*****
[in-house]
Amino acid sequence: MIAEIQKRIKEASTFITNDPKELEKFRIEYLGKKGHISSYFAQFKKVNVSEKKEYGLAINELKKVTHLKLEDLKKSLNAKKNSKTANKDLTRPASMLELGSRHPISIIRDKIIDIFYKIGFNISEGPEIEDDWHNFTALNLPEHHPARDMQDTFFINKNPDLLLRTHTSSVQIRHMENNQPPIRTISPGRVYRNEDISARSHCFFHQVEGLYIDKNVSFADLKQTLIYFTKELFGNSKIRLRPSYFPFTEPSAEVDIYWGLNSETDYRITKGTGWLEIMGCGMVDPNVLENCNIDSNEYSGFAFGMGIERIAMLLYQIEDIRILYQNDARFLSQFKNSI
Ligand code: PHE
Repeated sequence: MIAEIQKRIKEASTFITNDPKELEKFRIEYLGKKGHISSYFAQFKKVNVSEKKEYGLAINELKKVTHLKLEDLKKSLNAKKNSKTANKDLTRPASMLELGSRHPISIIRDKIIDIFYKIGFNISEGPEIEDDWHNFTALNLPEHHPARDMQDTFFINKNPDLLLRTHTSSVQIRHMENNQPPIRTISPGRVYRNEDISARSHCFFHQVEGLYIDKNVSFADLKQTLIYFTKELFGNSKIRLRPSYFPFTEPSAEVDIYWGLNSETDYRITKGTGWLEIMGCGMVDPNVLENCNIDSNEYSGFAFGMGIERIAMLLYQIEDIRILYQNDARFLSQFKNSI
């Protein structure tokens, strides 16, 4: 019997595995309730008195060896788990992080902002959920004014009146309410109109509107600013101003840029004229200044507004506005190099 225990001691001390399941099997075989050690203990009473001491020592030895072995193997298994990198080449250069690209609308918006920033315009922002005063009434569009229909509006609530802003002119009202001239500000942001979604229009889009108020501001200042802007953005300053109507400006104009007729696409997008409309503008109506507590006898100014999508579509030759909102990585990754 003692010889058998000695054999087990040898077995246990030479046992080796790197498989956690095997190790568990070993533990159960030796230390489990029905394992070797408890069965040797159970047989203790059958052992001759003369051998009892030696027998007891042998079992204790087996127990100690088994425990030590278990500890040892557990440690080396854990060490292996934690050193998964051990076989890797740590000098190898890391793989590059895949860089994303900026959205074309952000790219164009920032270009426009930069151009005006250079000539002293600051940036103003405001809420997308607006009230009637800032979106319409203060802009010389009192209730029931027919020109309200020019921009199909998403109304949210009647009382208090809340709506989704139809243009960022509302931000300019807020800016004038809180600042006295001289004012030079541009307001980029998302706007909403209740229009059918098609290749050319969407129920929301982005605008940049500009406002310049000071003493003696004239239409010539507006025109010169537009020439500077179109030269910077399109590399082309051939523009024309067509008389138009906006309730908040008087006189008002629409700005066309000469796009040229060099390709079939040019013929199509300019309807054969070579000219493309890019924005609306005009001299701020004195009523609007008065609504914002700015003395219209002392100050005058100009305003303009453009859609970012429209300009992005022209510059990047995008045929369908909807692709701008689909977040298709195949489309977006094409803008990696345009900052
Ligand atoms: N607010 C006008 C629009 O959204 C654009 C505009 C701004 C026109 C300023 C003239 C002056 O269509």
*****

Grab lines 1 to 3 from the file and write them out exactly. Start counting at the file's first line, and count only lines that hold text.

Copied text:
[in-house]
Amino acid sequence: MIAEIQKRIKEASTFITNDPKELEKFRIEYLGKKGHISSYFAQFKKVNVSEKKEYGLAINELKKVTHLKLEDLKKSLNAKKNSKTANKDLTRPASMLELGSRHPISIIRDKIIDIFYKIGFNISEGPEIEDDWHNFTALNLPEHHPARDMQDTFFINKNPDLLLRTHTSSVQIRHMENNQPPIRTISPGRVYRNEDISARSHCFFHQVEGLYIDKNVSFADLKQTLIYFTKELFGNSKIRLRPSYFPFTEPSAEVDIYWGLNSETDYRITKGTGWLEIMGCGMVDPNVLENCNIDSNEYSGFAFGMGIERIAMLLYQIEDIRILYQNDARFLSQFKNSI
Ligand code: PHE